3D Printing Company Shifts to 4-Day Work Week: What Does This Mean For You?

By on February 22nd, 2023 in Corporate, news

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A 3D print company has shifted to a four-day week.

We’re all accustomed to operating in the standard five day work week, so this is a notable change.

The five day work week evolved over time, beginning as a volunteer practice in the early Industrial Revolution to create a partial “weekend”. In the early 20th century a five day formal work week emerged in certain companies in the USA, but became a de facto standard after labor action at Ford Motor Company plants in the 1920s. Thereafter the USA and multiple states legislated the five day work week concept, and there it stands today.

However, today is very different from 100 years ago. Now we rely far, far less on labor and instead automation does most of the work. The complexities of modern life are vastly greater as well, leading to highly stressful working conditions. To counteract this, and leverage today’s automation and connectivity, a four day work week has been considered.

Very few companies use a four day work week, but recently there has been a pilot project taking place where a number of companies volunteered to undertake the measure.

One of the pilot project companies was none other than UK’s Rivelin Robotics, who we recently spoke with at Formnext 2022.

The Sheffield company produces an AI-powered metal 3D print post processing device. It is able to remove support structures, smooth surfaces and more — entirely without human intervention. Normally, the process of metal print finishing occupies a significant portion of the cost chain, and requires skilled technicians. Even so, results can be inconsistent because, well, humans.

Rivelin Robotics’ system completely changes that equation to consistently produce near-perfect results for each part.

Their approach to the four day week involved taking Fridays off, while adding 90 minutes to each of the other four days. More or less, the same number of hours were being worked, but on fewer days.

While most of the company’s staff liked the new work week, there were some issues. One was interacting with other companies, which, as you might guess, continue to work five days a week. Friday contacts had to be dealt with, regardless of what Rivelin Robotics was doing internally.

Rivelin Robotics’ David Mason explained another issue:

“We had a trade show that was a big launch for one of our products and a couple of the major parts were delayed. And we just couldn’t physically start the process until they arrived. There was no way at that point in time that we could have spread that load.”

Some staff desired shorter days, but this leads to the realization that everyone has different needs and that most likely some type of flexible system would ultimately be required.

The Guardian reports:

“In total, about 2,900 employees across the UK have taken part in the pilot. Surveys of staff taken before and after found that 39% said they were less stressed, 40% were sleeping better and 54% said it was easier to balance work and home responsibilities.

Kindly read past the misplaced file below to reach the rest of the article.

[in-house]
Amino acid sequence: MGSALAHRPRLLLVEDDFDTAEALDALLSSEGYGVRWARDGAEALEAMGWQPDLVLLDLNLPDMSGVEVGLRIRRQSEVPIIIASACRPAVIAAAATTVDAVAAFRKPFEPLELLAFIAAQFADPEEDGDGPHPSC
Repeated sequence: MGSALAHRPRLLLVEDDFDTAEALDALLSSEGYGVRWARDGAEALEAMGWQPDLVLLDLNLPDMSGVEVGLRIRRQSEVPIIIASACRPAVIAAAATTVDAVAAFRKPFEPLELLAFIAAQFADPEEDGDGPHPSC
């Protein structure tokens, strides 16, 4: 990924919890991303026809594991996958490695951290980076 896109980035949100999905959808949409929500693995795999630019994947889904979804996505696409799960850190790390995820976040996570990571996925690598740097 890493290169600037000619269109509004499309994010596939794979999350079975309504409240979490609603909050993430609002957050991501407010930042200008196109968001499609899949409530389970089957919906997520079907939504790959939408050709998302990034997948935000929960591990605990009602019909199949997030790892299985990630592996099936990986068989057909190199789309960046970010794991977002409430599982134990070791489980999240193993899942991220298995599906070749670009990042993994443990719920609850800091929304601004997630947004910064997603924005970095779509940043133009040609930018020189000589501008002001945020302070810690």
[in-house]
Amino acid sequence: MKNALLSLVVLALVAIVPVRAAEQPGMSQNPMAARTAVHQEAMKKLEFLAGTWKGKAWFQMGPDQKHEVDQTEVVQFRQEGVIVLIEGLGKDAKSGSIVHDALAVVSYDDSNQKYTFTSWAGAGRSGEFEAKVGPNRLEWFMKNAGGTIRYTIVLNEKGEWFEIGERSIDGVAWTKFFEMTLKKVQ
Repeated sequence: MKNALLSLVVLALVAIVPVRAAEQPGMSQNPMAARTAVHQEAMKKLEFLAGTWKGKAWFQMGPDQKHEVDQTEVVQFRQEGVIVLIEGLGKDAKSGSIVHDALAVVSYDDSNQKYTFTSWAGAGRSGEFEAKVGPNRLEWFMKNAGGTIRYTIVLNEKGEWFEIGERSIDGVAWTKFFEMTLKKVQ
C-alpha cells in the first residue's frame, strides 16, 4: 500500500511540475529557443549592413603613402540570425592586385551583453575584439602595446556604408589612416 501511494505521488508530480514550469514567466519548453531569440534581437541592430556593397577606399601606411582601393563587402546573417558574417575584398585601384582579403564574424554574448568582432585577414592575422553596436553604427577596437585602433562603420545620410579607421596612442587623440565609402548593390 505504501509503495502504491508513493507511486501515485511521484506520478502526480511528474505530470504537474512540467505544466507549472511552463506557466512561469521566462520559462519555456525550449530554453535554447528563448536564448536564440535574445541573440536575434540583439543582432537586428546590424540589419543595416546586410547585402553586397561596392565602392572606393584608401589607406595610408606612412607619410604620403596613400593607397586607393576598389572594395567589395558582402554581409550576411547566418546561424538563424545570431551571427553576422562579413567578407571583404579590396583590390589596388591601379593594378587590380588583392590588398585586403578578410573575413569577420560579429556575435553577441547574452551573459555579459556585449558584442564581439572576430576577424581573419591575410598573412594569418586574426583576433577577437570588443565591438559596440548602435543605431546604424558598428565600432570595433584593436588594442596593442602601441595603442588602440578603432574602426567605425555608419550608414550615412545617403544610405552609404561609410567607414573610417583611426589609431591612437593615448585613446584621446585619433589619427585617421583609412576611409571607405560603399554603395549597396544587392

The number of sick days taken during the trial fell by about two-thirds and 57% fewer staff left the firms taking part compared with the same period a year earlier.”

Apparently 92% of the participating companies opted to extend their four day work week pilots, suggesting there’s something valuable in the practice.

Those are significant results, and companies using five day work weeks should consider what this could mean for their operations.

Like most industries, 3D printing is deeply set in the five day work week. In some cases, it’s six or seven days, particularly in startup companies that struggle to reach viability.

Converting to a four day work week is a huge step for any operation, but as more companies do so, it will become easier. Management and staff will come to expect this treatment, and it’s possible legislation could eventually appear, just as it did 100 years ago.

In the long term, this is likely necessary. Automation will continue to increase, and much more rapidly as new AI tools emerge. Those AI tools, which today are mostly online in nature, will soon be connected to machinery. That will take bigger and bigger bites out of available work.

What will people do? The four day work week is a start in that direction, but eventually we may have three day weeks. Or two day weeks.

Myself, I’m hoping for zero day work weeks.

Via The Guardian

By Kerry Stevenson

Kerry Stevenson, aka "General Fabb" has written over 8,000 stories on 3D printing at Fabbaloo since he launched the venture in 2007, with an intention to promote and grow the incredible technology of 3D printing across the world. So far, it seems to be working!

1 comment

  1. US Digital (an optical encoder manufacturer in Vancouver, WA) has been doing a 4 day work week (10 hours x 4 days) for years.

    However, for industries with high capital equipment costs (think semiconductor), this isn’t going to happen. I’ve seen such companies use a 3.5 day work week: 12 hours shifts, alternating between 3 and 4 days a week. So the plant runs 24×7 with 4 shifts.

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